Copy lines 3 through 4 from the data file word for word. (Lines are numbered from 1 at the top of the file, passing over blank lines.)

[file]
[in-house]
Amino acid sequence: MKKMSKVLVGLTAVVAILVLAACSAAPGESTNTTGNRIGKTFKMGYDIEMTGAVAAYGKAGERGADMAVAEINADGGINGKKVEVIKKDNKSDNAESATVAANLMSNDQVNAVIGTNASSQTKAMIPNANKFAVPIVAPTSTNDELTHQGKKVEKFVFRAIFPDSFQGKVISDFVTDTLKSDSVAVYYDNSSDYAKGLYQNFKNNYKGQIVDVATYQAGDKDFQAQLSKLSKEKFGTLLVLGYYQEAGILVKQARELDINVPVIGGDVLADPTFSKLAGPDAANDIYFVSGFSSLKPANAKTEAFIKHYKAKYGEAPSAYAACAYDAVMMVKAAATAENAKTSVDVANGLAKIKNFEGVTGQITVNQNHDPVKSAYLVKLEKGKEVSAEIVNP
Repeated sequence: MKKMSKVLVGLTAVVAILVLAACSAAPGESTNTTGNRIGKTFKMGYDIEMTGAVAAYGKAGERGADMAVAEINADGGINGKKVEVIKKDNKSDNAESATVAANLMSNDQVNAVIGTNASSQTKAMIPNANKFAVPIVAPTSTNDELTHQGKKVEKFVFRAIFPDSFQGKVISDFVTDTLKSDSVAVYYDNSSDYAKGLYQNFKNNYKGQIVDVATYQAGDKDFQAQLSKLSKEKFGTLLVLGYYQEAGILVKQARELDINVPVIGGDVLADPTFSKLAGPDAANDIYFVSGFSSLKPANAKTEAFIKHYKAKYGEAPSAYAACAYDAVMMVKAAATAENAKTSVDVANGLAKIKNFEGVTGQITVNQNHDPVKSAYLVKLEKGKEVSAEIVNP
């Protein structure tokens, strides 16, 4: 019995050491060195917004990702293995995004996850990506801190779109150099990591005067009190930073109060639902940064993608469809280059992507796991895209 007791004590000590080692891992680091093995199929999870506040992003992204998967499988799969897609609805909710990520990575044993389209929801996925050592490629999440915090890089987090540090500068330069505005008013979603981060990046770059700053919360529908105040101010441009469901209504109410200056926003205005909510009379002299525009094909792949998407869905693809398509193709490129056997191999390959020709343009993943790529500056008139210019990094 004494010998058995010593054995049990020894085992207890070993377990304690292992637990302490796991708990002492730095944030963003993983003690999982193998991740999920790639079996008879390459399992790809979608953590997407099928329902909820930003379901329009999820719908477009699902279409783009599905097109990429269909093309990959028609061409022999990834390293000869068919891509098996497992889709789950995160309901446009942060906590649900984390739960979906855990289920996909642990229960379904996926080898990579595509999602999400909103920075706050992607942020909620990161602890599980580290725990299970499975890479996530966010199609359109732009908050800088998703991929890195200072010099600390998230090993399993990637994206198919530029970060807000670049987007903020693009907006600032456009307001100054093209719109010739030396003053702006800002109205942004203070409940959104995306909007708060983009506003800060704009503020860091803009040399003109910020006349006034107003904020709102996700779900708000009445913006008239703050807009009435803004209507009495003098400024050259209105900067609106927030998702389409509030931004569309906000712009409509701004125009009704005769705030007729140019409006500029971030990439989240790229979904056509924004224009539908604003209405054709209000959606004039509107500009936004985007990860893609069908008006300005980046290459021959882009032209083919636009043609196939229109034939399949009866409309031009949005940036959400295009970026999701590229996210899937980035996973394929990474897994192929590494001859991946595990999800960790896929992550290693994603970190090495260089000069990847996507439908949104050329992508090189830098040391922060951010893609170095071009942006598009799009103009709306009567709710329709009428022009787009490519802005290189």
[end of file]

Repeated sequence: MKKMSKVLVGLTAVVAILVLAACSAAPGESTNTTGNRIGKTFKMGYDIEMTGAVAAYGKAGERGADMAVAEINADGGINGKKVEVIKKDNKSDNAESATVAANLMSNDQVNAVIGTNASSQTKAMIPNANKFAVPIVAPTSTNDELTHQGKKVEKFVFRAIFPDSFQGKVISDFVTDTLKSDSVAVYYDNSSDYAKGLYQNFKNNYKGQIVDVATYQAGDKDFQAQLSKLSKEKFGTLLVLGYYQEAGILVKQARELDINVPVIGGDVLADPTFSKLAGPDAANDIYFVSGFSSLKPANAKTEAFIKHYKAKYGEAPSAYAACAYDAVMMVKAAATAENAKTSVDVANGLAKIKNFEGVTGQITVNQNHDPVKSAYLVKLEKGKEVSAEIVNP
């Protein structure tokens, strides 16, 4: 019995050491060195917004990702293995995004996850990506801190779109150099990591005067009190930073109060639902940064993608469809280059992507796991895209 007791004590000590080692891992680091093995199929999870506040992003992204998967499988799969897609609805909710990520990575044993389209929801996925050592490629999440915090890089987090540090500068330069505005008013979603981060990046770059700053919360529908105040101010441009469901209504109410200056926003205005909510009379002299525009094909792949998407869905693809398509193709490129056997191999390959020709343009993943790529500056008139210019990094 004494010998058995010593054995049990020894085992207890070993377990304690292992637990302490796991708990002492730095944030963003993983003690999982193998991740999920790639079996008879390459399992790809979608953590997407099928329902909820930003379901329009999820719908477009699902279409783009599905097109990429269909093309990959028609061409022999990834390293000869068919891509098996497992889709789950995160309901446009942060906590649900984390739960979906855990289920996909642990229960379904996926080898990579595509999602999400909103920075706050992607942020909620990161602890599980580290725990299970499975890479996530966010199609359109732009908050800088998703991929890195200072010099600390998230090993399993990637994206198919530029970060807000670049987007903020693009907006600032456009307001100054093209719109010739030396003053702006800002109205942004203070409940959104995306909007708060983009506003800060704009503020860091803009040399003109910020006349006034107003904020709102996700779900708000009445913006008239703050807009009435803004209507009495003098400024050259209105900067609106927030998702389409509030931004569309906000712009409509701004125009009704005769705030007729140019409006500029971030990439989240790229979904056509924004224009539908604003209405054709209000959606004039509107500009936004985007990860893609069908008006300005980046290459021959882009032209083919636009043609196939229109034939399949009866409309031009949005940036959400295009970026999701590229996210899937980035996973394929990474897994192929590494001859991946595990999800960790896929992550290693994603970190090495260089000069990847996507439908949104050329992508090189830098040391922060951010893609170095071009942006598009799009103009709306009567709710329709009428022009787009490519802005290189």